29 CFR § 13.5 - Paid sick leave for Federal contractors and subcontractors.

§ 13.5 Paid sick leave for Federal contractors and subcontractors.

(a)Accrual.

(1) A contractor shall permit an employee to accrue not less than 1 hour of paid sick leave for every 30 hours worked on or in connection with a covered contract. A contractor shall aggregate an employee's hours worked on or in connection with all covered contracts for that contractor for purposes of paid sick leave accrual.

(i) Hours worked has the same meaning for purposes of Executive Order 13706 and this part as it does under the Fair Labor Standards Act, as set forth in 29 CFR part 785. To properly exclude time spent on non-covered work from an employee's hours worked that count toward the accrual of paid sick leave, a contractor must accurately identify in its records the employee's covered and non-covered hours worked, or, if the employee performs work in connection with rather than on covered contracts, a contractor may estimate the portion of an employee's hours worked spent in connection with covered contracts provided the estimate is reasonable and based on verifiable information.

(ii) A contractor shall calculate an employee's accrual of paid sick leave no less frequently than at the conclusion of each pay period or each month, whichever interval is shorter. A contractor need not allow an employee to accrue paid sick leave in increments smaller than 1 hour for completion of any fraction of 30 hours worked. Any such fraction of hours worked shall be added to hours worked for the same contractor in subsequent pay periods to reach the next 30 hours worked provided that the next pay period in which the employee performs on or in connection with a covered contract occurs within the same accrual year.

(iii) If a contractor is not obligated by the Service Contract Act, Davis-Bacon Act, or Fair Labor Standards Act to keep records of an employee's hours worked, such as because the employee is employed in a bona fide executive, administrative, or professional capacity as those terms are defined in 29 CFR part 541, the contractor may, as to that employee, calculate paid sick leave accrual by tracking the employee's actual hours worked or by using the assumption that the employee works 40 hours on or in connection with a covered contract in each workweek. If such an employee regularly works fewer than 40 hours per week on or in connection with covered contracts, whether because the employee's time is split between covered and non-covered contracts or because the employee has a part-time schedule, the contractor may allow the employee to accrue paid sick leave based on the employee's typical number of hours worked on or in connection with covered contracts per workweek provided the contractor has probative evidence to support the number it uses or, if the employee performs work in connection with rather than on covered contracts, a contractor may estimate the employee's typical number of hours worked in connection with covered contracts per workweek provided the estimate is reasonable and based on verifiable information.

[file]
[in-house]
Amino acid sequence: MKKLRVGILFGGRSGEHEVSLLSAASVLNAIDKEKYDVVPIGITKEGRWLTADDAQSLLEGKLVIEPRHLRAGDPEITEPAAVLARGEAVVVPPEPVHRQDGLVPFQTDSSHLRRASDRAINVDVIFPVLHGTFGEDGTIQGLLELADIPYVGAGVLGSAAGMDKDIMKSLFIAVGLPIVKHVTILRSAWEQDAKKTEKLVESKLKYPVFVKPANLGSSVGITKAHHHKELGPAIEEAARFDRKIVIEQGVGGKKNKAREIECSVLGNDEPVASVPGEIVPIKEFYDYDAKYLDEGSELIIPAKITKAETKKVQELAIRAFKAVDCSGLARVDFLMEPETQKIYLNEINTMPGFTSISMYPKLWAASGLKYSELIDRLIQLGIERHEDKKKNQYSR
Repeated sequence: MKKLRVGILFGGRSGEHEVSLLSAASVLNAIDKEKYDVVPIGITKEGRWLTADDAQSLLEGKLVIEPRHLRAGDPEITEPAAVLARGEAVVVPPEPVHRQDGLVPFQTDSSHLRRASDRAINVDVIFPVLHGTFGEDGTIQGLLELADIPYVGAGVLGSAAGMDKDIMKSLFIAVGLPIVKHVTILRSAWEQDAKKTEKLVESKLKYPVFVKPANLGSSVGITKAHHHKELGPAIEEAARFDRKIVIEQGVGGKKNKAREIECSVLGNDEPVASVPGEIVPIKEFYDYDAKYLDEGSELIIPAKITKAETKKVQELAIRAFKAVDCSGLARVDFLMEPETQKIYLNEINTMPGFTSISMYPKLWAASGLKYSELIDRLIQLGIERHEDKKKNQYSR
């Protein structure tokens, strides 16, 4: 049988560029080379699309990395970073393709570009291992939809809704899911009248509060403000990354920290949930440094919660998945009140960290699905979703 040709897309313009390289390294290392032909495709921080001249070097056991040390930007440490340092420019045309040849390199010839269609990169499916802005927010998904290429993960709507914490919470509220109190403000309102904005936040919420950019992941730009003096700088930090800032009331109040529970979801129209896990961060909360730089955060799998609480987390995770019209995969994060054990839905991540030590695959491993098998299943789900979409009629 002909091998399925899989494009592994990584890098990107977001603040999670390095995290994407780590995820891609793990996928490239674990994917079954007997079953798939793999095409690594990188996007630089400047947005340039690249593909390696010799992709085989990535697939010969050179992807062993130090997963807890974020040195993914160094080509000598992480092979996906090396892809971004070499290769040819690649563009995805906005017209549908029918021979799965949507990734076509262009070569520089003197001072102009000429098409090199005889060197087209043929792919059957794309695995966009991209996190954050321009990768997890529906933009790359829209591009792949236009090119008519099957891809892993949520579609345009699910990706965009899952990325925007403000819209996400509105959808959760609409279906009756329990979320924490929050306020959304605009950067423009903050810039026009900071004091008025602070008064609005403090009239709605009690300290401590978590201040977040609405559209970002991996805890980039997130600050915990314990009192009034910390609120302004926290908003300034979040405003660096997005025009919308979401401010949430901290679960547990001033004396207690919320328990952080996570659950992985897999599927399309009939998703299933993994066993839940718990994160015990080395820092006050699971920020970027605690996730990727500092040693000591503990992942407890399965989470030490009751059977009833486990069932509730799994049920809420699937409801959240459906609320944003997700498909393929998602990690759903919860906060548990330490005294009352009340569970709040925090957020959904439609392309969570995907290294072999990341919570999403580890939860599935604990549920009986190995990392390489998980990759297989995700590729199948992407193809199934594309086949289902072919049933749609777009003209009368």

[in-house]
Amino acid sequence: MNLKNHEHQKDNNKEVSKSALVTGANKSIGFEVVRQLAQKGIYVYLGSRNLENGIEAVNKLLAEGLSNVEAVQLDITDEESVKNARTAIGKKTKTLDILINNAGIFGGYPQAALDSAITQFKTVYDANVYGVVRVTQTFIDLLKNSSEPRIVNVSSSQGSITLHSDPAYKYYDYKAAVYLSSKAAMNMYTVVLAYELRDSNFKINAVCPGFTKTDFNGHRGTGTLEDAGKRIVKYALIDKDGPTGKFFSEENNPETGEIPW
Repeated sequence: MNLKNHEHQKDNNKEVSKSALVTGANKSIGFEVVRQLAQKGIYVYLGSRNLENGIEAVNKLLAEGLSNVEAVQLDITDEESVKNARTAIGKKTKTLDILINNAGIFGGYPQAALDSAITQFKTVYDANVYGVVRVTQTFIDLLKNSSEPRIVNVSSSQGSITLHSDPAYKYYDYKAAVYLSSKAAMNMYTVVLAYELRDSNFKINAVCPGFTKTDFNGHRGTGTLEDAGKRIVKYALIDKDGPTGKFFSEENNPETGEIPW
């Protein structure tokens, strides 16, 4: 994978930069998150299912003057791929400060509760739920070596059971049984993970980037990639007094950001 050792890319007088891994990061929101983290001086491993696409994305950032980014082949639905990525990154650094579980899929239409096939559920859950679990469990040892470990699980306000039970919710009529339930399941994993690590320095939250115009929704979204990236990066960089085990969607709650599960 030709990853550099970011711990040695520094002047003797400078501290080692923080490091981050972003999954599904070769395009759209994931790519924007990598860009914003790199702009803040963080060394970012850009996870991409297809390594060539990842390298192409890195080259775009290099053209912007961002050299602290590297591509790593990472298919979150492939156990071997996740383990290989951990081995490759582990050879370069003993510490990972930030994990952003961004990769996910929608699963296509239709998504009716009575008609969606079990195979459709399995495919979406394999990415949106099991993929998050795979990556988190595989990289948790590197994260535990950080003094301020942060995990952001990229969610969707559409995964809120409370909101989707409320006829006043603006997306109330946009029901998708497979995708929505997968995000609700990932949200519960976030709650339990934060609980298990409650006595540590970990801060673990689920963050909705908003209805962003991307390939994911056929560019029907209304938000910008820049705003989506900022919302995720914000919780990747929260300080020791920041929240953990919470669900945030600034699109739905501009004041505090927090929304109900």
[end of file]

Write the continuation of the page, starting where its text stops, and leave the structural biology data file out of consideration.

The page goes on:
(2) A contractor shall inform an employee, in writing, of the amount of paid sick leave that the employee has accrued but not used no less than once each pay period or each month, whichever interval is shorter, as well as upon a separation from employment and upon reinstatement of paid sick leave pursuant to paragraph (b)(4) of this section. A contractor's existing procedure for informing employees of their available leave, such as notification accompanying each paycheck or an online system an employee can check at any time, may be used to satisfy or partially satisfy these requirements provided it is written (including electronically, if the contractor customarily corresponds with or makes information available to its employees by electronic means).

(3) A contractor may choose to provide an employee with at least 56 hours of paid sick leave at the beginning of each accrual year rather than allowing the employee to accrue such leave based on hours worked over time.

(i) If a contractor chooses to use the option described in this paragraph, the contractor need not comply with the accrual requirements described in paragraph (a)(1) of this section. The contractor must, however, allow carryover of paid sick leave as required by paragraph (b)(2) of this section, and although the contractor may limit the amount of paid sick leave an employee may carry over to no less than 56 hours, the contractor may not limit the amount of paid sick leave an employee has available for use at any point as is otherwise permitted by paragraph (b)(3) of this section.